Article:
Rule 411 of the Texas Rules of Evidence prohibits, except for a few limited exceptions, a jury from finding out that insurance exists to cover an accident. This is a pretty universal rule in every Court and every State. However, the vast majority of personal injury accident cases that proceed to trial are covered by liability insurance.
The only instances where you will hear about a liability insurance carrier in a personal injury case is a UM coverage case where the Plaintiff is suing his/her own insurance company. In all other personal injury cases, the court caption will merely be the Plaintiff vs. the person (Defendant) who injured them, with no mention of the insurance company that is covering the Defendant. Further, there will be no testimony or evidence given at trial referencing any liability insurance.
So why is that?
The stated justification for this rule is that there is concern that a jury will be more likely to award an unfairly high verdict if they know that there is insurance coverage. However, if this is to be taken to be true, then the logical counterargument is that if juries think that there is no insurance coverage available, then they will be more likely to award an unfairly low verdict. Further, when the jury does not know that insurance coverage is available, it is the system showing our distrust in jurors and is executing a deception on the jury.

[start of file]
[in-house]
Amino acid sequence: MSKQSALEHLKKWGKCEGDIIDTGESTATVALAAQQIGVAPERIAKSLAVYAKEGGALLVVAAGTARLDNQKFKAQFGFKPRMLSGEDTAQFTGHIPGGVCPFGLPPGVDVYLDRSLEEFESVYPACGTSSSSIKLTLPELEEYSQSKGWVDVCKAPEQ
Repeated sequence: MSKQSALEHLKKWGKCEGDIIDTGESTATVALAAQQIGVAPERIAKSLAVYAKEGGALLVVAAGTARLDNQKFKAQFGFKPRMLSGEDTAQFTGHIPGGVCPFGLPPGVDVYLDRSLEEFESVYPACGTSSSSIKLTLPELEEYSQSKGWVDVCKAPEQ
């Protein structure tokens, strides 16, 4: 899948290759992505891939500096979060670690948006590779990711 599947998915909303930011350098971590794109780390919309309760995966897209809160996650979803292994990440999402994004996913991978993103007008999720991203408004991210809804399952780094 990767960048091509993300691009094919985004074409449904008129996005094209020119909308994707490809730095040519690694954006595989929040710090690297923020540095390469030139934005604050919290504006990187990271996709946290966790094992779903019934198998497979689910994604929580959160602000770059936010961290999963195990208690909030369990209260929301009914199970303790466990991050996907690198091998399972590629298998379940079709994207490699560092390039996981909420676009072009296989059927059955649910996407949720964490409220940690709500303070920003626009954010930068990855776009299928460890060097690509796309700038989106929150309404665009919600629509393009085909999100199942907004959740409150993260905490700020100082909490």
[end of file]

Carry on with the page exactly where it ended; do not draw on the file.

This distrust in the jury assumes the worst about juries; that juries are willing to ignore facts and evidence and rely on unfair considerations. A valid comparison to this theory is that people are more likely to steal from a large grocery store chain than from a mom and pop independent store. Both theories unfairly assume that people are inherently unethical or immoral. If there is trust in juries and the jury system, then such presumptions cannot be made.
So if you are serving on a jury, understand that even though you will hear nothing about it, insurance coverage probably exists for this accident and it is an insurance company controlling the litigation and paying the claim, not an individual person.